Henry D. Coffinberry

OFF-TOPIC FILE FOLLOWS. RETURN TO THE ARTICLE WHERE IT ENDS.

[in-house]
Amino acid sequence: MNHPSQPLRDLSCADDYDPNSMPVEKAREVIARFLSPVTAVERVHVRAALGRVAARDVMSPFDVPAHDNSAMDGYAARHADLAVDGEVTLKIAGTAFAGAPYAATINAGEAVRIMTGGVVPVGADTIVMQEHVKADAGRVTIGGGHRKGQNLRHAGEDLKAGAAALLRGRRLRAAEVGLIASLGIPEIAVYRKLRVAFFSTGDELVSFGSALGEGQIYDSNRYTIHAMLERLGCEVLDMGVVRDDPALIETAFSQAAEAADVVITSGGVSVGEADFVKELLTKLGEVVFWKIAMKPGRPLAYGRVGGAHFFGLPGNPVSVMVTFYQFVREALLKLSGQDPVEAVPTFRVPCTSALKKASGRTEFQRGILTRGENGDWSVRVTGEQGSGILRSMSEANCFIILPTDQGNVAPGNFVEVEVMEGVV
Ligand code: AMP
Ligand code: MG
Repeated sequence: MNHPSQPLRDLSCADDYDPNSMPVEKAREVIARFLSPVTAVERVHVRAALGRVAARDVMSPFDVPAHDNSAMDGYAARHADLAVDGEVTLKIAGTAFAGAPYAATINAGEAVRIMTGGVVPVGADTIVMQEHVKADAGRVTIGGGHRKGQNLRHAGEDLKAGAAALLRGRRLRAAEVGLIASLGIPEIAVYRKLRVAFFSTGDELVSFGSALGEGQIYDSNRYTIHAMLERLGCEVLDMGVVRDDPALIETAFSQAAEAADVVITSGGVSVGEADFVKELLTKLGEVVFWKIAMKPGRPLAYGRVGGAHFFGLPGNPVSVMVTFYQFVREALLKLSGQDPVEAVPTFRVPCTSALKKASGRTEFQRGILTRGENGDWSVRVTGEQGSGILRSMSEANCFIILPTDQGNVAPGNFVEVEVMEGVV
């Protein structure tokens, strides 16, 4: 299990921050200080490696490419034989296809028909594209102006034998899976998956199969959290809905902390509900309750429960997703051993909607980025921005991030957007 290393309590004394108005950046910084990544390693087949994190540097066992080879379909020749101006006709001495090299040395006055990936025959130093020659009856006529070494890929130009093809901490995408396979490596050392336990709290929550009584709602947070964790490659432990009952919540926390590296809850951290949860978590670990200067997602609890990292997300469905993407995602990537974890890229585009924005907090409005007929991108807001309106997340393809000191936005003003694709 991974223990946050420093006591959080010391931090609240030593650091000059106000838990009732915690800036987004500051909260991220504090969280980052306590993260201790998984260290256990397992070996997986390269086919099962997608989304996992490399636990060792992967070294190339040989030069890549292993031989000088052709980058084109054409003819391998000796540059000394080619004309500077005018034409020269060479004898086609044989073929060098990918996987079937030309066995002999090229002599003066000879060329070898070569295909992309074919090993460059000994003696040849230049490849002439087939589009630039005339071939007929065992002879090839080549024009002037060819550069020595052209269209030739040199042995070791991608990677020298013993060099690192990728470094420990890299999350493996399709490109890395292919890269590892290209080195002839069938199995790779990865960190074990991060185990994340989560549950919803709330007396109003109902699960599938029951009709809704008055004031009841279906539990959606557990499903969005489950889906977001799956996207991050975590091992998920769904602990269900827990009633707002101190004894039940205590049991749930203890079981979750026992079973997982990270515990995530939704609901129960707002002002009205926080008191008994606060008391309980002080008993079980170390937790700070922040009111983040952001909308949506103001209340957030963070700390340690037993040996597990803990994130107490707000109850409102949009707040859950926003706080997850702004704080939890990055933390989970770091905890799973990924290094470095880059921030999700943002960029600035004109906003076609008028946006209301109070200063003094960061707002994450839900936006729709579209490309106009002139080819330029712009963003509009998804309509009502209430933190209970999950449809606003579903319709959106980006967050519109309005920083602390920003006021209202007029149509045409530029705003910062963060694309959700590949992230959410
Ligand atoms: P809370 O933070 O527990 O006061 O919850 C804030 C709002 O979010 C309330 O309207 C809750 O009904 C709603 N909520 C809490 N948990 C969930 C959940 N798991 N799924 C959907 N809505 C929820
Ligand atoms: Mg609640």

Henry D. Coffinberry was born in Maumee City, Ohio, October 14, 1841. He is the only surviving son of the late Judge James M. Coffinberry, of Cleveland, a jurist of much renown, and Anna M. Coffinberry, who is of lineal descent of Thomas Fitch, colonial governor of Rhode Island, and allied to John Fitch, the inventor and the first to apply steam to navigation. Other members of the family were ship owners and masters of vessels. Mr. Coffinberry's father, the Judge, was a descendant of Andrew Coffinberry, a lawyer and geologist of some fame, and a patriot of distinction, having served in the Federal navy under Bainbridge and Hull in the war of 1812.